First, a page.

2012* Tallon, Jr., James R. ; B.A., M.A.
Judicial District VI – Broome, Chemung, Chenango, Cortland, Delaware, Madison, Otsego, Schuyler, Tioga, Tompkins
United Hospital Fund, Empire State Building, 350 Fifth Avenue, 23rd Floor, New York, N.Y. 10118-0110
Phone (212) 494-0777    Email: RegentTallon@mail.nysed.gov

2015* Tilles, Roger; B.A., J.D.
Judicial District X – Nassau, Suffolk
100 Crossways Park West, Suite 107, Woodbury, N.Y. 11797
Phone (516) 364-2533    Email: RegentTilles@mail.nysed.gov

2015* Brooks Hopkins, Karen; B.A., M.F.A.
Judicial District II – Kings
30 Lafayette Avenue, Brooklyn, N.Y. 11217
Phone (718) 636-4135    Email: RegentHopkins@mail.nysed.gov

2012* Bendit, Charles R.; B.A.
Judicial District I – New York
111 Eighth Avenue, Suite 1500, New York, N.Y. 10011
Phone (212) 220-9945   Email: RegentBendit@mail.nysed.gov

2013* Rosa, Betty A., B.A., M.S. in Ed., M.S. in Ed., M.Ed., Ed.D.
Judicial District XII – Bronx
Chambreleng Hall, Fordham University, 441 East Fordham Road, Bronx, N.Y. 10458
Phone (718) 817-5053  Email: RegentRosa@mail.nysed.gov

2015* Young, Jr., Lester W., B.S., M.S., Ed.D.
At Large
55 Hanson Place, Suite 400, Brooklyn, N.Y. 11217
Phone (718) 722-2796  Email: RegentYoung@mail.nysed.gov

2014* Cea, Christine D., B.A., M.A., Ph.D.
Judicial District XIII – Richmond
NYS Institute for Basic Research in Developmental Disabilities
1050 Forest Hill Road, Staten Island, NY 10314
Phone (718) 494-5306  Email: RegentCea@mail.nysed.gov

2014* Norwood, Wade S., B.A.
At Large
74 Appleton Street, Rochester, NY 14611
Phone (585) 461-3520  Email: RegentNorwood@mail.nysed.gov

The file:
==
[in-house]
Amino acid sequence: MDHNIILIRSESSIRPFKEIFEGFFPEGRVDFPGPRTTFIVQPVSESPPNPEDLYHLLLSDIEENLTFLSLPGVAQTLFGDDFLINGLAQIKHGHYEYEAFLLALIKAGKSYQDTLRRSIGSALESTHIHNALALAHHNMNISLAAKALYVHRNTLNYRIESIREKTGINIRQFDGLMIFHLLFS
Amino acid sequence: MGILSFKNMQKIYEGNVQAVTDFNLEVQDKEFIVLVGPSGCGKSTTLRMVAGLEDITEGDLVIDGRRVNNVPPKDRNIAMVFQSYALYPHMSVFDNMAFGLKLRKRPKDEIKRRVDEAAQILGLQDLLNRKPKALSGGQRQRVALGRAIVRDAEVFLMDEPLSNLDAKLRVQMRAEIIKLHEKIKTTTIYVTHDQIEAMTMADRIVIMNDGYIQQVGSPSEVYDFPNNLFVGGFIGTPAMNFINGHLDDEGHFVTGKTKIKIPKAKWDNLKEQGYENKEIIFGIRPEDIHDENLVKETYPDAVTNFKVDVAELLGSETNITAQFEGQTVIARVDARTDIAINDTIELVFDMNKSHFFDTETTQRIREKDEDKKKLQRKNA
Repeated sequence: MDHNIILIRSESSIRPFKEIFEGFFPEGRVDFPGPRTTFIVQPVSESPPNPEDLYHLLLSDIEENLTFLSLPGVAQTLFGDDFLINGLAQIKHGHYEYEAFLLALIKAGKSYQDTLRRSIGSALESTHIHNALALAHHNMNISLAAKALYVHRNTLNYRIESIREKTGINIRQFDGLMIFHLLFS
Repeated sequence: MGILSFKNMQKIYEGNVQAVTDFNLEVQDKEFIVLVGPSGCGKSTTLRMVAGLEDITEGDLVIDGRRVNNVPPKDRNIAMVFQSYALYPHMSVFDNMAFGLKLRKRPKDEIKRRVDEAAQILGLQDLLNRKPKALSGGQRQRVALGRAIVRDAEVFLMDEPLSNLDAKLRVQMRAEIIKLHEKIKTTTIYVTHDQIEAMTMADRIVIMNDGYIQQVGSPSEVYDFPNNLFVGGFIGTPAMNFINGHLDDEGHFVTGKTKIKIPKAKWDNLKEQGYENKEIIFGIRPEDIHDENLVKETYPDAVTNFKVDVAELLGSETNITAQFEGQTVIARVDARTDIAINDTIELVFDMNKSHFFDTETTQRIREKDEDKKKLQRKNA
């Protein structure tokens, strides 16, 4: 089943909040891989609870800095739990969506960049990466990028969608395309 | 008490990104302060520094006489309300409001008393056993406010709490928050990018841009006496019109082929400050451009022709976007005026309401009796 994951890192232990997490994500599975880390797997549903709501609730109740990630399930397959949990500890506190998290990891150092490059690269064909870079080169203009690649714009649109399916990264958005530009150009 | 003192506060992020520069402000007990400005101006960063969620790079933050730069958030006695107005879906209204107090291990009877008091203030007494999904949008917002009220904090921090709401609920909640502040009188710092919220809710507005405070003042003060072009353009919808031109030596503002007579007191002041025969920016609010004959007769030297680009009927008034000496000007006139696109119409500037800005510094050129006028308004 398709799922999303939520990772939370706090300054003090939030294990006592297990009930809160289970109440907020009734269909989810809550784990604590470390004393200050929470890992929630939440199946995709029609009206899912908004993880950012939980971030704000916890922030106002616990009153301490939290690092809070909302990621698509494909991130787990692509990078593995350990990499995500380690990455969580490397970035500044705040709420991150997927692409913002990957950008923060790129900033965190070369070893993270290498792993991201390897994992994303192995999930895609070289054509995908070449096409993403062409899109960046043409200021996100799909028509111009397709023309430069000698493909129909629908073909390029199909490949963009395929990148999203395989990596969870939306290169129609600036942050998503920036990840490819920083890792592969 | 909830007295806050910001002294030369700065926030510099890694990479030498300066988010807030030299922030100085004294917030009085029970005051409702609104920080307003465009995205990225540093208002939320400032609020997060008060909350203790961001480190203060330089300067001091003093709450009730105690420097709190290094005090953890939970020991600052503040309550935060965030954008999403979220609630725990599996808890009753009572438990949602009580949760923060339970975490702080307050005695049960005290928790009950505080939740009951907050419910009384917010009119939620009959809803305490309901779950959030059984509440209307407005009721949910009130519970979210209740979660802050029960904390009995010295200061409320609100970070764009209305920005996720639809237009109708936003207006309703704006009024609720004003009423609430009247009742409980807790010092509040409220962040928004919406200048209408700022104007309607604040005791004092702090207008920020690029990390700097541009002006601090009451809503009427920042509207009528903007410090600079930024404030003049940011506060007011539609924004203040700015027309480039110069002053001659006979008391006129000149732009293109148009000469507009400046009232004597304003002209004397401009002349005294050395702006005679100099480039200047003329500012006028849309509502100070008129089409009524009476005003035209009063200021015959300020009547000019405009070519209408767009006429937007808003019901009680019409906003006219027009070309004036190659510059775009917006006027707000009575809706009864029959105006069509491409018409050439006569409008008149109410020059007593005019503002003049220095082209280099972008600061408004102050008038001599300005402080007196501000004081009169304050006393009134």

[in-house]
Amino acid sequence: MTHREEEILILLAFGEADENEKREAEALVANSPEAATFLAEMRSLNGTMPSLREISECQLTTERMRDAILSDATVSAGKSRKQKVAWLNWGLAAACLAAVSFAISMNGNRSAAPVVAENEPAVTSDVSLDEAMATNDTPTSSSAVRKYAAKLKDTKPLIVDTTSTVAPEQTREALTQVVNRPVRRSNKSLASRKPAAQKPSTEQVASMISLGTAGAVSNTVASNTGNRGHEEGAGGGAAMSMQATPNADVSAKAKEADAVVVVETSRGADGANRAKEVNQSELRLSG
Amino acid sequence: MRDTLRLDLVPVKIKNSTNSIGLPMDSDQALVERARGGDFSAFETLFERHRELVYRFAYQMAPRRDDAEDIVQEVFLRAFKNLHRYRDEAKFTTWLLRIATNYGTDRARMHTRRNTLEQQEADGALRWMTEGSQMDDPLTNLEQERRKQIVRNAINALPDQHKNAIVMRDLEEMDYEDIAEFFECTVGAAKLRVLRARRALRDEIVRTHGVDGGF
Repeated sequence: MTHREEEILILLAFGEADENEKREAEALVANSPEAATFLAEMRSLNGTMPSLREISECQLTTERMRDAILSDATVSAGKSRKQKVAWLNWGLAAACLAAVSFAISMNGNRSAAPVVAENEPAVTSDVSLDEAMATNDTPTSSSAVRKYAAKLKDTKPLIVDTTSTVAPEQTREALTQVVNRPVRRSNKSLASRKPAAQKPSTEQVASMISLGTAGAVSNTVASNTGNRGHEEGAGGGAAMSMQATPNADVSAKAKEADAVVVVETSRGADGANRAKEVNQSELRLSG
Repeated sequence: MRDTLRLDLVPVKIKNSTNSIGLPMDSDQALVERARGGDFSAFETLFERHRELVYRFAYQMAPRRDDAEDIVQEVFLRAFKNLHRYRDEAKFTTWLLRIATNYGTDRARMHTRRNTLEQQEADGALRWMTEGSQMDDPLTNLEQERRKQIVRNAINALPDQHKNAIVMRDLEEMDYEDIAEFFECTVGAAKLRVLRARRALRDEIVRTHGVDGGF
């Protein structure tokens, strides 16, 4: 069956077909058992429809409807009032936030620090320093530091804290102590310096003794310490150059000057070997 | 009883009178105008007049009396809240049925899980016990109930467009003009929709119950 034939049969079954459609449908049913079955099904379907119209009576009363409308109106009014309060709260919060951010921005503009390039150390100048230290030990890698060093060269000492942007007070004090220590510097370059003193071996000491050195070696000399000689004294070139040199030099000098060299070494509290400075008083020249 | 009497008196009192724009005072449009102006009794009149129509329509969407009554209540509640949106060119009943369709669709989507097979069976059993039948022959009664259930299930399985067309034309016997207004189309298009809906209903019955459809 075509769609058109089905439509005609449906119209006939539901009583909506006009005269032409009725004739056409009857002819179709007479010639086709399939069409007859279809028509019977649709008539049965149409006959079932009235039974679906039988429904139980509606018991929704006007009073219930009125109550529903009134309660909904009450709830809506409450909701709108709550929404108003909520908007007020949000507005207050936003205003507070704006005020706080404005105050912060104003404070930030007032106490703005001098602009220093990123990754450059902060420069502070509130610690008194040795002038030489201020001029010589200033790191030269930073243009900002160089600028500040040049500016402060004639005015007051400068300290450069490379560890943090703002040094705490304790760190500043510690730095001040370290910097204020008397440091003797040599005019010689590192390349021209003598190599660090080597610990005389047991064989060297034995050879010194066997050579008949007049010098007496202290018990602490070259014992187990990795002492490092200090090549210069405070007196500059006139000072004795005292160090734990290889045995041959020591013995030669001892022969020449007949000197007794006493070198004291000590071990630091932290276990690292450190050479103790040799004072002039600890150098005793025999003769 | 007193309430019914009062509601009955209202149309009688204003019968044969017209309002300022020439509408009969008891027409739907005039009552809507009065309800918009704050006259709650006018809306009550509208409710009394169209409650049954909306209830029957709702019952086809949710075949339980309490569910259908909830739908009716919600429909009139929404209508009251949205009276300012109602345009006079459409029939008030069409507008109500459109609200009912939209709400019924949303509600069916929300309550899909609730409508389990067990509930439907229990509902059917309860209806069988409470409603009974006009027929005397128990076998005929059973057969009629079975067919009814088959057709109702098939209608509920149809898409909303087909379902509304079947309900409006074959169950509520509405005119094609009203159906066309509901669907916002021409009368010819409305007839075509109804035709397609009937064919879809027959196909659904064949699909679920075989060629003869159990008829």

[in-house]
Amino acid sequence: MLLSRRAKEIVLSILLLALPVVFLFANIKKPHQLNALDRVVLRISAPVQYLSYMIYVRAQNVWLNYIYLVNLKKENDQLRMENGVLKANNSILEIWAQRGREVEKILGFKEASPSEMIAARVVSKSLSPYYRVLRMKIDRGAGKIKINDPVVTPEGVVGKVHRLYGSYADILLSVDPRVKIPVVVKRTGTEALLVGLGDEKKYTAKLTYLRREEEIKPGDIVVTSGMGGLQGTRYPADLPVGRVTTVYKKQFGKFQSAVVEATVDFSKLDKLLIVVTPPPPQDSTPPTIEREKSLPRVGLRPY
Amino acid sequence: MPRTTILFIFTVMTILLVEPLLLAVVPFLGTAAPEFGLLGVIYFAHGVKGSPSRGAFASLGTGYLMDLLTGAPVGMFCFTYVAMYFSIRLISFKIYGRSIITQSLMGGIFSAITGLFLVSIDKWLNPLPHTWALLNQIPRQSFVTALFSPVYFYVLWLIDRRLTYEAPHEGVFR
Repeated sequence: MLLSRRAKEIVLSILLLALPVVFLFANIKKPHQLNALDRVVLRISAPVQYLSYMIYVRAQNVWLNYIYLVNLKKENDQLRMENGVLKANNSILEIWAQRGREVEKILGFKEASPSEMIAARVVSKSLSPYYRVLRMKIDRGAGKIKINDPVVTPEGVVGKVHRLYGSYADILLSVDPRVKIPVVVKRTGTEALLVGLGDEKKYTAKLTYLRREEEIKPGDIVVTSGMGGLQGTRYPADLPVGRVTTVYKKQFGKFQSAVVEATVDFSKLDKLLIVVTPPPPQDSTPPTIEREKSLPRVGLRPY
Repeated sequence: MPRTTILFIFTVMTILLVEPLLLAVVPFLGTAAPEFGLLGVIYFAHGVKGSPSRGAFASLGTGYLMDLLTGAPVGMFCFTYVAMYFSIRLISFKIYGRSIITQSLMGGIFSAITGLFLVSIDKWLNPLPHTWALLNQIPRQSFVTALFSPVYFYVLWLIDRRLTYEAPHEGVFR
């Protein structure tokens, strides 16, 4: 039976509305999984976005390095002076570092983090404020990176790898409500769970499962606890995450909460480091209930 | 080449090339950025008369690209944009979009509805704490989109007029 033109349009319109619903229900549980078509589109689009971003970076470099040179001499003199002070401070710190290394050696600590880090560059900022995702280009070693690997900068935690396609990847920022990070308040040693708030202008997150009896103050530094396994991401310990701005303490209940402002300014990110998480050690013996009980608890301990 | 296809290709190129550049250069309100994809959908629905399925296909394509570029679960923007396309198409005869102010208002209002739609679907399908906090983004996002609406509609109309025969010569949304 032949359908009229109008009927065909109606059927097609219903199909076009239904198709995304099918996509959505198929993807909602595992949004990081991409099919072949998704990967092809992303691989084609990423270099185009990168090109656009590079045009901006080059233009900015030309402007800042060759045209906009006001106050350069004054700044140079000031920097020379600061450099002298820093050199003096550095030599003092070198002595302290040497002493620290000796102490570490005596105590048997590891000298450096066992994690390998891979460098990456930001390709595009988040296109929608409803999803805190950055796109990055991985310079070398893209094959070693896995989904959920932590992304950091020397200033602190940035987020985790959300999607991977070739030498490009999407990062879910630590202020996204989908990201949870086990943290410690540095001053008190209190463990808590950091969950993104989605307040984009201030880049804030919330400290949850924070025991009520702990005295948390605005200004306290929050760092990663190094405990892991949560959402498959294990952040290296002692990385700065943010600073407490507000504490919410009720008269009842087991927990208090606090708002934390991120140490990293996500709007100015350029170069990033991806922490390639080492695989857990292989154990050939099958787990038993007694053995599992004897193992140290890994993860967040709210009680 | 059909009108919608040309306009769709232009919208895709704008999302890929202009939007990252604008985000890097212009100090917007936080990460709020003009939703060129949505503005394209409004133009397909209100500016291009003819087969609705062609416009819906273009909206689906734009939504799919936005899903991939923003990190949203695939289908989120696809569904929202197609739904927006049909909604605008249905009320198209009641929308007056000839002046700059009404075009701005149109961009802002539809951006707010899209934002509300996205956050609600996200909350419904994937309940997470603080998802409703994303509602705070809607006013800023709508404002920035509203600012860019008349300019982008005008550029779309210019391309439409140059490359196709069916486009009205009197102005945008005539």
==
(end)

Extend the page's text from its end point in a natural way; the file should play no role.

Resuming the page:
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Dear Secretary Duncan: Stop the Rape of Social Studies in America

Dear Secretary Duncan:

(We’re not that formal here in the Neighborhood…is Arne okay?)

You may not know us, Arne, but we do know you.

We know how your corporate mentality, go-get’em attitude and boardroom smile have wowed the spastic, slightly deranged menagerie known as the education establishment.

The goofy minions at Teach for America, the boys who started those KIPP academies, the slack-jawed tweed-types at Teachers’ College all fell for your spell. Lucy Calkins must’ve soiled herself at the sight of you.

We know how as Secretary of Education, you’ve basically continued the half-brained policies of a certain Gentlemen’s C student that we need not mention.  Never mind that those policies have little theoretical or analytical basis, are unrealistic and create a permanent underclass—you’ve got to follow through, just like your jump shots in the vaunted Australian basketball league.

We also know that you’ve got a real hard-on for charter schools (I’m sorry, this is an education blog, we mean “erection”).  We don’t blame you—with little oversight, little control over curriculum and pedagogy, no kids with “special needs”  and no pesky unions to push adequate wages and whatnot, it’s practically a CEO job.  Just give “empowering” goals and let the rest run itself.  That certainly has worked in the past, right?

And speaking of goals, we also know how much you love that buzzword of the moment, “accountability.”  In your world, Arne, that means standardized tests and oodles of data.  Charts now show trends for every stage in a child’s development, in any subject, at any time of day.  Have enough kids fart in the wind or give swirlies to a fat kid in the boys’ room, and you better believe there’ll be documentation on it.   Of course, the teacher’s always to blame.